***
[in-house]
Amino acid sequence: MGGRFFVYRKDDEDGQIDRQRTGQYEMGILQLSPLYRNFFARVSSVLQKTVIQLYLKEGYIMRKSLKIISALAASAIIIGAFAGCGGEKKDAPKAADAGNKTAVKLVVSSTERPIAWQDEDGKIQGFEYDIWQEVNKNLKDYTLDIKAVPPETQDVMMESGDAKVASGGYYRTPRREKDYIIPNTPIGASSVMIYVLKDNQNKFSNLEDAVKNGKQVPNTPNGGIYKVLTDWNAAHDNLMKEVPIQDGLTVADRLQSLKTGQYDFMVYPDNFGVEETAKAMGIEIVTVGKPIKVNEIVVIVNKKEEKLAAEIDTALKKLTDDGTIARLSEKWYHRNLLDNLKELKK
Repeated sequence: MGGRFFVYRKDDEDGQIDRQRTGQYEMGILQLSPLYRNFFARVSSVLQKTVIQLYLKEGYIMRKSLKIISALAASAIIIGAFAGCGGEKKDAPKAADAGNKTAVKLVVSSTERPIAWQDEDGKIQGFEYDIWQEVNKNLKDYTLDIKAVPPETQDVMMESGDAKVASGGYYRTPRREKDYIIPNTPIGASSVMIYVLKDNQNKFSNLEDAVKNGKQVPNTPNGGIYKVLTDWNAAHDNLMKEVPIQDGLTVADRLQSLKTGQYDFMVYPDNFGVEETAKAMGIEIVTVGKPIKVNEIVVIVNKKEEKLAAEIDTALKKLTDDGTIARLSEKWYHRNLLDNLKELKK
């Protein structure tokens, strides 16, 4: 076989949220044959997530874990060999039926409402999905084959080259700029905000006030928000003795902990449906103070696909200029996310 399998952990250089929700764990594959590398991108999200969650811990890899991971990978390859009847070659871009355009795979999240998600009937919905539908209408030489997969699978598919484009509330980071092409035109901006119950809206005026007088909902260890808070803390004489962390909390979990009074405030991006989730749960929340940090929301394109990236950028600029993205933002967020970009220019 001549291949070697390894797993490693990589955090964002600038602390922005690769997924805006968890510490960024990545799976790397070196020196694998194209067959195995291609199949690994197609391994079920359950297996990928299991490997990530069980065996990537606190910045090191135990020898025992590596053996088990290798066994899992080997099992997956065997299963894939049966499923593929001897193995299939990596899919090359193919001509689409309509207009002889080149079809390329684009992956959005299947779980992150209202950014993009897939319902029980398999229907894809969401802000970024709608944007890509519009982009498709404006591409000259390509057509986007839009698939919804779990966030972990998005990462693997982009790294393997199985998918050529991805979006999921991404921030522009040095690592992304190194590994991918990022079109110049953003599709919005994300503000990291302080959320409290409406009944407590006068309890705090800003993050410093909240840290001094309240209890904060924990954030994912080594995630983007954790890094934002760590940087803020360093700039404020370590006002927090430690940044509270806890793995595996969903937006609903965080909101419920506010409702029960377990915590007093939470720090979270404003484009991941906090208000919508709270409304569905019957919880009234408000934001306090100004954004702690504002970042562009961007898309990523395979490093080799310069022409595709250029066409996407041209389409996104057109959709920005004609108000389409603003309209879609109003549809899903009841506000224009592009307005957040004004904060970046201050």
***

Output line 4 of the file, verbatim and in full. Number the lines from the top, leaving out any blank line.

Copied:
């Protein structure tokens, strides 16, 4: 076989949220044959997530874990060999039926409402999905084959080259700029905000006030928000003795902990449906103070696909200029996310 399998952990250089929700764990594959590398991108999200969650811990890899991971990978390859009847070659871009355009795979999240998600009937919905539908209408030489997969699978598919484009509330980071092409035109901006119950809206005026007088909902260890808070803390004489962390909390979990009074405030991006989730749960929340940090929301394109990236950028600029993205933002967020970009220019 001549291949070697390894797993490693990589955090964002600038602390922005690769997924805006968890510490960024990545799976790397070196020196694998194209067959195995291609199949690994197609391994079920359950297996990928299991490997990530069980065996990537606190910045090191135990020898025992590596053996088990290798066994899992080997099992997956065997299963894939049966499923593929001897193995299939990596899919090359193919001509689409309509207009002889080149079809390329684009992956959005299947779980992150209202950014993009897939319902029980398999229907894809969401802000970024709608944007890509519009982009498709404006591409000259390509057509986007839009698939919804779990966030972990998005990462693997982009790294393997199985998918050529991805979006999921991404921030522009040095690592992304190194590994991918990022079109110049953003599709919005994300503000990291302080959320409290409406009944407590006068309890705090800003993050410093909240840290001094309240209890904060924990954030994912080594995630983007954790890094934002760590940087803020360093700039404020370590006002927090430690940044509270806890793995595996969903937006609903965080909101419920506010409702029960377990915590007093939470720090979270404003484009991941906090208000919508709270409304569905019957919880009234408000934001306090100004954004702690504002970042562009961007898309990523395979490093080799310069022409595709250029066409996407041209389409996104057109959709920005004609108000389409603003309209879609109003549809899903009841506000224009592009307005957040004004904060970046201050």